Attemps have been made to obtain contact regions without the non-linear surface contours by using a special printing paste and an especially fine stencil screen. However, these special methods have been found to be expensive and time consuming.
Accordingly, it is an object of my invention to provide a method of producing small contact regions of uniform thickness in thick-film circuits which is simpler than the methods heretofore known and which does not exhibit the above mentioned disadvantages.
According to a feature of the invention a cohesive metal layer is applied to a substrate of non-conductive material. The metal layer is fired to join the latter to the substrate and the cohesive layer is then mutually separated into individual contacts by means of a pencil beam of electromagnetic energy.
Another object of my invention is to provide a method of producing small contacts of uniform thick:- ness for thickfilm circuits wherein a coarse screen and inexpensive metal paste material can be used.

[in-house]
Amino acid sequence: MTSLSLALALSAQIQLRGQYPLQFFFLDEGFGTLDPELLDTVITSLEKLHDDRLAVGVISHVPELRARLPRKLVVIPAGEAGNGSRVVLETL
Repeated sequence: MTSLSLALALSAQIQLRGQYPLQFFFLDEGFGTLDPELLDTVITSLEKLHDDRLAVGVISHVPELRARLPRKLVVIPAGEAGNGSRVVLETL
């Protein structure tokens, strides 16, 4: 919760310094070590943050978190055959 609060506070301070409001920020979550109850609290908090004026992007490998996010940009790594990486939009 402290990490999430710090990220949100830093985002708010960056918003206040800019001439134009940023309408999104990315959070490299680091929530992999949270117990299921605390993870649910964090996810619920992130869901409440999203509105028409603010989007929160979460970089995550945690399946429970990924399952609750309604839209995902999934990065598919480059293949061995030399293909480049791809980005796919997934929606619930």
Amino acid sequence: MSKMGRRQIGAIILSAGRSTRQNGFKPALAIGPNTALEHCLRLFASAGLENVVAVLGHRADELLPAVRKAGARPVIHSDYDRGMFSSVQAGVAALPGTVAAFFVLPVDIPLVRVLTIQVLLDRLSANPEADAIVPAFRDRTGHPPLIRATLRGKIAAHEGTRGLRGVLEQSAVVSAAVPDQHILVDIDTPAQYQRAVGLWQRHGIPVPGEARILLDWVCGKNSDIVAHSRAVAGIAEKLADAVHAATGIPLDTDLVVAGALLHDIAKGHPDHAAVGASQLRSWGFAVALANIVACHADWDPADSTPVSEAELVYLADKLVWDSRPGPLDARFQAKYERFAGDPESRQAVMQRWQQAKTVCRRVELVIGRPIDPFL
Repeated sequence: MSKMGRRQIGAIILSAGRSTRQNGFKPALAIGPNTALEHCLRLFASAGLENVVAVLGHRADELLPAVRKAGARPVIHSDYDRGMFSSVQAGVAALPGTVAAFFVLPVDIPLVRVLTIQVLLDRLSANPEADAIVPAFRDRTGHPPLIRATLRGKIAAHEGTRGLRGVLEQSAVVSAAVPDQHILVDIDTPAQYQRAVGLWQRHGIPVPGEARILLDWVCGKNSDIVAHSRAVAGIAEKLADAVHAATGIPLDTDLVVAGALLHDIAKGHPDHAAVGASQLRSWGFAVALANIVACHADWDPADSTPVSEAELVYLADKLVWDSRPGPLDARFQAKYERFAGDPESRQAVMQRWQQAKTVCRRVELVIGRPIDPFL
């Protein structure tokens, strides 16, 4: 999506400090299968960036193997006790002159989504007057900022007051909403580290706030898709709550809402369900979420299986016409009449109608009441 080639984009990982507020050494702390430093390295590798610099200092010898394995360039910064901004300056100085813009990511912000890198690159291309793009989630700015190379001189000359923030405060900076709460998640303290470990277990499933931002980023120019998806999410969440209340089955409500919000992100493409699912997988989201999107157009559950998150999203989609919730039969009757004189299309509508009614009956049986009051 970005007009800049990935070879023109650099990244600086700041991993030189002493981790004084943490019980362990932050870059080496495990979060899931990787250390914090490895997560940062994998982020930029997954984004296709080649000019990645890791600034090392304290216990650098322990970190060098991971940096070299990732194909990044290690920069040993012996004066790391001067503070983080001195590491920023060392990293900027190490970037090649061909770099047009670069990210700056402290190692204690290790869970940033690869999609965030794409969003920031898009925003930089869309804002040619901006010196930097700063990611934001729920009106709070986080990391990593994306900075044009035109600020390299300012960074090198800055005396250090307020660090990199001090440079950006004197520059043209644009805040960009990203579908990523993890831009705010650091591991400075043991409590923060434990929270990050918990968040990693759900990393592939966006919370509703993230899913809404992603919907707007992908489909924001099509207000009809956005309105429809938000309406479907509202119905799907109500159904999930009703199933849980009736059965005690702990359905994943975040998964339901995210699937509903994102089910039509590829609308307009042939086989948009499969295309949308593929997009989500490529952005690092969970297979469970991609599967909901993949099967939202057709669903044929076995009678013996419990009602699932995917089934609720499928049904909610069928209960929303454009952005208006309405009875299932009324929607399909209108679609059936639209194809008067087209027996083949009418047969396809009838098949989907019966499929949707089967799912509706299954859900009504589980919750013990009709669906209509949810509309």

A further object of my invention is to provide a method of producing small contacts of uniform thickness for thickfilm circuits wherein a special printing step for the contacts is eliminated.
Another object is to provide a method of producing small contacts of uniform thickness wherein the individual contact surfaces have a practically ideal flat surface.
A still other object of my invention is to provide a method of producing small contacts of uniform thickness wherein the interconnected contacts are subdivided with more cleanliness and more precision as compared with the contacts obtained with the aid of sandblasting beams applied by miniature sandblasting apparatus in the manufacture of thick-film resistances.